The fall of the year after my father died, I drove through hills of dull red and trees leaved in bright gold, into Zion National Park. My friend and I walked up the Virgin River. We decided, as we often did, to stray a little off the path that led to the Temples of Sinawava, and into some boggy ground. I tripped and fell and when I came up spattered, I realized that the silver ring on my thumb was gone into the river. It had been the gift of an ex-partner. My relationship with them had been twisted so painfully around my father’s illness and death that when my mom got sick four months earlier, I had called it off. I stared at my bare right thumb, at the pale circle of skin where the ring had been. I told myself that it didn’t matter much, and I didn’t grope long in the mud, but I was silently furious at the way that stream had stripped my ring from me.
An hour later, I had set off on my own further down-stream, for a small clearing amid high, solemn rocks fitly called the Court of the Patriarchs. I stood, miraculously alone, in the wild, dry, sage-studded circle between these stones and I swear to you, I felt them talking to me. I didn’t know what they wanted to say, but I heard what I needed to hear. Let go, I heard from them. Let go. This year has been set down for you; now walk away. I listened; and I actually bowed a little; and I did. I walked away.
In Acharei Mot, Aaron is minutely instructed by God in how to designate a scapegoat – a goat for Azazel – and how to send it away. It’s the first time God interacts with Aaron since the stunning deaths of his sons Nadav and Avihu, two par’shiot back. God has filled the intervening space with a reiteration of laws of kashrut, and then with explicit, conscientious detail on how people with physical conditions that convey impurity are to be isolated, cleansed and returned into the community. God and our Torah generously leave Aaron the space and privacy of silence. And then we, and God, return to Aaron with the instructions for the Yom Kippur sacrifice. Unprepared proximity to God has destroyed Aaron’s sons. So God gives exquisitely detailed instructions for how Aaron is to come into God’s holiest presence on the holiest of days. These commands are Aaron’s blueprint for how to return to holy relationship, on an even more intimate level than before.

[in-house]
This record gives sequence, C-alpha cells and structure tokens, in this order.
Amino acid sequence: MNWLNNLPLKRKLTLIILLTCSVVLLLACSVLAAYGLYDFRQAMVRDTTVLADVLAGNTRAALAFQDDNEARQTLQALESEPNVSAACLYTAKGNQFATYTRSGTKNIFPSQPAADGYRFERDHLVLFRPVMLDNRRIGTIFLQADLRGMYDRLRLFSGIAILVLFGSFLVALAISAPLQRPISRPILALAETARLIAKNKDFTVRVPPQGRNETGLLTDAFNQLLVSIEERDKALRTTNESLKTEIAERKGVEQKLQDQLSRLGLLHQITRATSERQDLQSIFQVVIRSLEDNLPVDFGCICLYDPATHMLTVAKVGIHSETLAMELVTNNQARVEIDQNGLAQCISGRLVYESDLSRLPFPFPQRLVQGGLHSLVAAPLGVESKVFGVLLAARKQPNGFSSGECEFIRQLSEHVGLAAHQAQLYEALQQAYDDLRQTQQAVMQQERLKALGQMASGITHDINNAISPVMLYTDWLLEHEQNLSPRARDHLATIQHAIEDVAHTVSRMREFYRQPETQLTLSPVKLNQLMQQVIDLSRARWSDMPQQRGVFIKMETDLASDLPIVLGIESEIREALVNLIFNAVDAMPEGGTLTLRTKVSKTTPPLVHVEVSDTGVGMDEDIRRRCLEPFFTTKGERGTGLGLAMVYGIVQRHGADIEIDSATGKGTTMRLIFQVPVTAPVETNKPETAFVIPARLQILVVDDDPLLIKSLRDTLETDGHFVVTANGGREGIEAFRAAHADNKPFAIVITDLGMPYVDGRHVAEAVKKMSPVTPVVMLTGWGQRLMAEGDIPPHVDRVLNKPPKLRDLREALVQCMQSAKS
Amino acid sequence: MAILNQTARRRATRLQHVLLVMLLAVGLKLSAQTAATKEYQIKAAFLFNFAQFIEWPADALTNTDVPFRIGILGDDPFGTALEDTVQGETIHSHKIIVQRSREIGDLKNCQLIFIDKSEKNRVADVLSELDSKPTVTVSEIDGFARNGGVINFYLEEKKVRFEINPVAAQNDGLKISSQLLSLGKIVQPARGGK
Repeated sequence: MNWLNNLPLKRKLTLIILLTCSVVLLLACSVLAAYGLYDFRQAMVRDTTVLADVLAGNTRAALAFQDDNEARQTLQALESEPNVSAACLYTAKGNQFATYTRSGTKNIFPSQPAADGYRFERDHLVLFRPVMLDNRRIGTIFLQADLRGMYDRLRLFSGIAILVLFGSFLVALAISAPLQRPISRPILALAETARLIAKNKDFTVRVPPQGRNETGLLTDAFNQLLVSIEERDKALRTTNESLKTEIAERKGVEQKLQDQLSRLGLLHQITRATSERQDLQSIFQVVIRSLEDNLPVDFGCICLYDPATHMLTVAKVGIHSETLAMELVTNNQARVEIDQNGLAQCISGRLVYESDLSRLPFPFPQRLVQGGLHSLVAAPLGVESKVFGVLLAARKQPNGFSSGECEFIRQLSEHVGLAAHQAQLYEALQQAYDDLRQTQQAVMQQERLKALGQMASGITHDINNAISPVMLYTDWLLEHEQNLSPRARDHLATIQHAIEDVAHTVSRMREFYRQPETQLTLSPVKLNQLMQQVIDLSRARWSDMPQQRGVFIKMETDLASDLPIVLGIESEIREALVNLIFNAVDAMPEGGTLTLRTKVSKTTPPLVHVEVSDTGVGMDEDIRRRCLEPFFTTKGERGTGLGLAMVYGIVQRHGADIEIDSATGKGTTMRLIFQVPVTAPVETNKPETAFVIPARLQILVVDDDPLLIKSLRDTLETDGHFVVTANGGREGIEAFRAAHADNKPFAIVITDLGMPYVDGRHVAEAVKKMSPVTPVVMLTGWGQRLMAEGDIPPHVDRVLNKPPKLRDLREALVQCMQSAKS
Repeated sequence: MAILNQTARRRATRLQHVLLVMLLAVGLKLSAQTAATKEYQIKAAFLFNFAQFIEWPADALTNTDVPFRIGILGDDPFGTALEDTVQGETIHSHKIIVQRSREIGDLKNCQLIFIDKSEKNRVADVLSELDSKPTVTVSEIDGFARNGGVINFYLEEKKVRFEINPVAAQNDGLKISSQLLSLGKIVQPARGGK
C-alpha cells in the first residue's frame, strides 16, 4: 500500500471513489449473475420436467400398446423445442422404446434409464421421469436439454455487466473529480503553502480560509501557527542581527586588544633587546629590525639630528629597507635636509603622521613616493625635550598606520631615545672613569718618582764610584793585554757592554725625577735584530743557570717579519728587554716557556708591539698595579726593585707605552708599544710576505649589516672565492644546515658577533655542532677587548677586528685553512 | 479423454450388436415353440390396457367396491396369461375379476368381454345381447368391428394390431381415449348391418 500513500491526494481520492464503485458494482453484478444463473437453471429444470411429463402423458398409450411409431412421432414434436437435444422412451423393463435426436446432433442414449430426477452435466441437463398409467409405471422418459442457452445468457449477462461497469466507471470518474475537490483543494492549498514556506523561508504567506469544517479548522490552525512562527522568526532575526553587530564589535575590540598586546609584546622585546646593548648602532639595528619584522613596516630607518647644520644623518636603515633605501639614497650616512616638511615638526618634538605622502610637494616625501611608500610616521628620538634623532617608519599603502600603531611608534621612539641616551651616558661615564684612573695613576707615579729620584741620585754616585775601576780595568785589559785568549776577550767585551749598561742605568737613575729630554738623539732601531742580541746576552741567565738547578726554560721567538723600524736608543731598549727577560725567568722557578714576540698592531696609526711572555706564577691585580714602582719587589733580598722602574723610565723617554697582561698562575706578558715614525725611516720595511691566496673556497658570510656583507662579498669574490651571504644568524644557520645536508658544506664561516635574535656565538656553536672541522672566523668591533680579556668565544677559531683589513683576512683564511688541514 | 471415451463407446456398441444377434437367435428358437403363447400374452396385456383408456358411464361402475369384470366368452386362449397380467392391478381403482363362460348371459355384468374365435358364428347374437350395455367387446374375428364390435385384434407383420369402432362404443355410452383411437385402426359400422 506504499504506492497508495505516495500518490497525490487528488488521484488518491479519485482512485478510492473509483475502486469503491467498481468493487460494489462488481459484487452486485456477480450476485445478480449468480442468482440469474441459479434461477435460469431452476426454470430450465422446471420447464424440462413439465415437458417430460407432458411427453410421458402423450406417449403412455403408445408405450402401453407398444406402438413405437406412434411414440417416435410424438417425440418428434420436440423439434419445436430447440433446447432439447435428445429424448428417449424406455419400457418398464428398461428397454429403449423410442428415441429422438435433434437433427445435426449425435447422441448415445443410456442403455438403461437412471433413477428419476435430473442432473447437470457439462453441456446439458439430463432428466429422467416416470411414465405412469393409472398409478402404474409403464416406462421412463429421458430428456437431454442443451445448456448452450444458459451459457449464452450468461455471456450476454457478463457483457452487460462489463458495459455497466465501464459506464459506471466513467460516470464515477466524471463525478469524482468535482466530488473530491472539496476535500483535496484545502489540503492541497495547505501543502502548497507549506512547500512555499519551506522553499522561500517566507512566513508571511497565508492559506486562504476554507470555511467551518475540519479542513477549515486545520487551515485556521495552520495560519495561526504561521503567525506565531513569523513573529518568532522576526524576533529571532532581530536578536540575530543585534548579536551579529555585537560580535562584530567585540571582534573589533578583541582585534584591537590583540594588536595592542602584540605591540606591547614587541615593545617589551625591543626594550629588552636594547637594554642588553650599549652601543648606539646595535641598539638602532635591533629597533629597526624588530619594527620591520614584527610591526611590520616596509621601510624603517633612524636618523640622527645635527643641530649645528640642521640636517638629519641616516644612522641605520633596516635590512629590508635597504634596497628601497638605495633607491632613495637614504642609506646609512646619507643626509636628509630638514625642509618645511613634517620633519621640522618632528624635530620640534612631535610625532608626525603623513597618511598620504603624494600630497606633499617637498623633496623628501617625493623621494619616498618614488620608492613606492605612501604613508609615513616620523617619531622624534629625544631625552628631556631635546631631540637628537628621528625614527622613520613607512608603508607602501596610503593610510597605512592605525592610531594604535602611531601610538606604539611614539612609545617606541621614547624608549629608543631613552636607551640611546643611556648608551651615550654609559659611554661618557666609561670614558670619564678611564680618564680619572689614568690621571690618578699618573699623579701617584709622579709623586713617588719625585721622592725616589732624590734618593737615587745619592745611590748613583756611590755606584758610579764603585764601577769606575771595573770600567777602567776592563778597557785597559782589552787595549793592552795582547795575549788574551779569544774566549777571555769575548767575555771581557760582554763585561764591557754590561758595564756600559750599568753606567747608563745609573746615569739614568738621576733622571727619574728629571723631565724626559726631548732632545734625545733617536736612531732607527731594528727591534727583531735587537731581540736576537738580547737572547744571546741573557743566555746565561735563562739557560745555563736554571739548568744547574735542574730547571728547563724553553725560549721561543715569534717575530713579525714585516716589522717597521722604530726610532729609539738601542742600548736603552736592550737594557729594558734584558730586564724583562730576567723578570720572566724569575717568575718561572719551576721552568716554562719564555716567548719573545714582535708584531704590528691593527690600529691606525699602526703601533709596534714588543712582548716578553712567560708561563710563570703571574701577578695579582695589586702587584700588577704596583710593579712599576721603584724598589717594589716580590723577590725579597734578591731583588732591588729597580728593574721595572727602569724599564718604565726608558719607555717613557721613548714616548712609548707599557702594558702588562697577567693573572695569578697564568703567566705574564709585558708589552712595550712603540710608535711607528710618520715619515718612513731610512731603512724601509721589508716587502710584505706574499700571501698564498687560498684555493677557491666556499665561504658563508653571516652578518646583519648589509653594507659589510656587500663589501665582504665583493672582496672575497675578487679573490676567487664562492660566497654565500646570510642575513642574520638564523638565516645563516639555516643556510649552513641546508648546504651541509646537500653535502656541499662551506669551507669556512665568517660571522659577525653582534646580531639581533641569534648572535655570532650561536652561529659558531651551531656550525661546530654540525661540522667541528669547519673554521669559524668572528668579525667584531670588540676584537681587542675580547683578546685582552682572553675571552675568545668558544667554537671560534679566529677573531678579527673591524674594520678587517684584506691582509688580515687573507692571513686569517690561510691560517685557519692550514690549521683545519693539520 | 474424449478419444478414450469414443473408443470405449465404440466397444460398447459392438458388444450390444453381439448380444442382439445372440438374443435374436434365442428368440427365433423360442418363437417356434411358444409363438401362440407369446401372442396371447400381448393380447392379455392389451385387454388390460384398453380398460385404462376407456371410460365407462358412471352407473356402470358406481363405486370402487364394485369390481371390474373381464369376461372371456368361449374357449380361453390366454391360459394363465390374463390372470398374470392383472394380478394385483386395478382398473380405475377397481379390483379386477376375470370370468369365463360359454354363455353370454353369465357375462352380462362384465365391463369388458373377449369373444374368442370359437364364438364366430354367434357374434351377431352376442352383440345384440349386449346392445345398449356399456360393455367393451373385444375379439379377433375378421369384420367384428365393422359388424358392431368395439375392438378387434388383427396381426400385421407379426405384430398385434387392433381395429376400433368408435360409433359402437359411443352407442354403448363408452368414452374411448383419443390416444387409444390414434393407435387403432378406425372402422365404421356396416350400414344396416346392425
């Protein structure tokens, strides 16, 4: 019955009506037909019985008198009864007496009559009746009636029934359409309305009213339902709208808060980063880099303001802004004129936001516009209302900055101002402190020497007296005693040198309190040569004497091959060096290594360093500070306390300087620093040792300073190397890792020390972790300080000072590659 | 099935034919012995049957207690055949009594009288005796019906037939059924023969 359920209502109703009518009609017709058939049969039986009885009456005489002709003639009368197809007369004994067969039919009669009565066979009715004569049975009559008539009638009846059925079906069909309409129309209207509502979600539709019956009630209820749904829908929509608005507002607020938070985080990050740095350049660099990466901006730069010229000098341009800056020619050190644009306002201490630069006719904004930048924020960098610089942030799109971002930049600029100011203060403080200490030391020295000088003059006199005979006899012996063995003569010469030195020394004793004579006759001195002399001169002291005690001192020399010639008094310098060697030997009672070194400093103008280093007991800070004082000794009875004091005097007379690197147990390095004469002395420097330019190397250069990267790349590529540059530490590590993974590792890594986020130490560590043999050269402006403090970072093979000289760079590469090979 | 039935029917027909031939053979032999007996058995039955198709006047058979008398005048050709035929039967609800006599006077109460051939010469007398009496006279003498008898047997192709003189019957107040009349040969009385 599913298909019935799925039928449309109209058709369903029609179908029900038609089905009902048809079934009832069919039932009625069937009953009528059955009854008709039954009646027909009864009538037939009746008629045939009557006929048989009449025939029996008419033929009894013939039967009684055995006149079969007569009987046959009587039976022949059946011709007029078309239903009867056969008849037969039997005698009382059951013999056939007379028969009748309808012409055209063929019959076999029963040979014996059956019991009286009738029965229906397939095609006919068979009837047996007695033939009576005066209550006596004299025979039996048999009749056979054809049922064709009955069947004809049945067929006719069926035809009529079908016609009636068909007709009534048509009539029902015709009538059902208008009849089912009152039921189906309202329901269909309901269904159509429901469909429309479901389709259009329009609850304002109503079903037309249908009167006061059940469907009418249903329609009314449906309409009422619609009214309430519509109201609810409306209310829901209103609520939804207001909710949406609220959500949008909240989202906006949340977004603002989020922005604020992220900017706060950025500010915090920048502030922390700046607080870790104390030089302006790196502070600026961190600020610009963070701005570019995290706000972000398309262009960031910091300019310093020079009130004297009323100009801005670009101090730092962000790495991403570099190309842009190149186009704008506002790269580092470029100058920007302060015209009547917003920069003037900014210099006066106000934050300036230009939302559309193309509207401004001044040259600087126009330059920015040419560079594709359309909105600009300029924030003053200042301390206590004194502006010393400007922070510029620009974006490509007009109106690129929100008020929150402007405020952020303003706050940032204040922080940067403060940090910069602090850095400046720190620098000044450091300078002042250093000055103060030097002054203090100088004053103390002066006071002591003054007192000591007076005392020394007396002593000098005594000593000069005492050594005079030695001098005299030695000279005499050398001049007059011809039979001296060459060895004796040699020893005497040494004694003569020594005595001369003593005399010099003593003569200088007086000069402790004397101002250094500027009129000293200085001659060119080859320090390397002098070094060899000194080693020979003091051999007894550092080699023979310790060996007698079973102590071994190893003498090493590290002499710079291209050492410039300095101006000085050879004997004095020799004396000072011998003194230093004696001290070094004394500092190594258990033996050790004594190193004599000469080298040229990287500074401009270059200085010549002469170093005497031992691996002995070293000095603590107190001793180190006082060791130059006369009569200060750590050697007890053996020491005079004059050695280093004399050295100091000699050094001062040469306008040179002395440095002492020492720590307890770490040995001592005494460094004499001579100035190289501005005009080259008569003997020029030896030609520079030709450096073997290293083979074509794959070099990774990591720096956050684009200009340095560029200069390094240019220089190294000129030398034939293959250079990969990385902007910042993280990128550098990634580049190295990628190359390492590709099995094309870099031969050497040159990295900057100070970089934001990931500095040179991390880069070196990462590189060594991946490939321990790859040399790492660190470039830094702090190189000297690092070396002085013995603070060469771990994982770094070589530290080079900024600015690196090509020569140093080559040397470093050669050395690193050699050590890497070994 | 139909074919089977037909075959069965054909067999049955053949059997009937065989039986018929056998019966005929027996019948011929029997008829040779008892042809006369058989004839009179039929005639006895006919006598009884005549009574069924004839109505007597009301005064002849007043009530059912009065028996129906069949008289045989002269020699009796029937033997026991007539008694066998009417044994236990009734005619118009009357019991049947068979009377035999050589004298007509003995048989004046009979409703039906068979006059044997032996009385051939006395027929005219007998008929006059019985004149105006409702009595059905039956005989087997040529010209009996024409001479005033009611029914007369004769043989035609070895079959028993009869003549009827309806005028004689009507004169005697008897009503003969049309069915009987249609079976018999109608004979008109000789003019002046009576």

A goat designated by lot for Azazel is sent out to the wilderness on that day, bearing the weight of Aaron’s bloody hands and all of the sins of Israel for the year. This goat is an enduring mystery for us. Who, or where, is Azazel? The word is mentioned nowhere else in our Tanakh! Where does that goat go? Rabbeinu Bachya sees “Azazel” as a cyclical word. The goat (eiz) goes (azal) – “Azazel” means simply that the goat keeps going, without answering the wheres and whys of its destination! Nachmanides comments that the root “Az”, “strong,” is doubled in “izuz,” “mighty,” and takes that word as the base for Azazel. Azazel is most often understood to be a mighty opponent of God, a demon of the wilderness. But wherever we do or do not understand that goat to go, it does not come back. There is no ritual of return for the goat that Aaron sends to Azazel, no cleansing after which the community is encouraged to accept it again. It is simply gone.
We have questions for which there are no answers; we have memories whose faces we can’t bear to see again. The goat for Azazel frees the entire Israelite people to rest; to renew; and to “be clean before God.” The goat is palpable, alive and perhaps kicking as it stands by the entrance to the Tent and its fellow is slaughtered within. Do Aaron’s lips tremble as he speaks every Israelite’s sin over the head of this goat? Does he, like me, rub his thumbs, still warm from the blood and the hair, after it has disappeared?
What we do know is that after that expiation, after the goat is sent away, God is ready to give the Israelites laws about the most intimate of human interactions, sex, and to tie those laws directly into the holiness of intimacy with God. “No man shall come near the flesh of a relative for inappropriate relations: I am God,” we read. “Don’t come near,” God says – “al tikr’vu,” the same word root used for Nadav and Avihu’s fatal approach (“Korvatam”). To be ready to draw near, to God and to one another, we need to send out some of our pain; some of our guilt; some of our grief. We don’t make them less real. But we accept that we do not know where they will land, and we give ourselves permission to uncouple from them.
For this week, and every week, may we all find access to unburdening. May the wild unknown open to accept what is too heavy for us to bear, and may we all, lightened, know each other and God with tenderness and with respect. Shabbat shalom.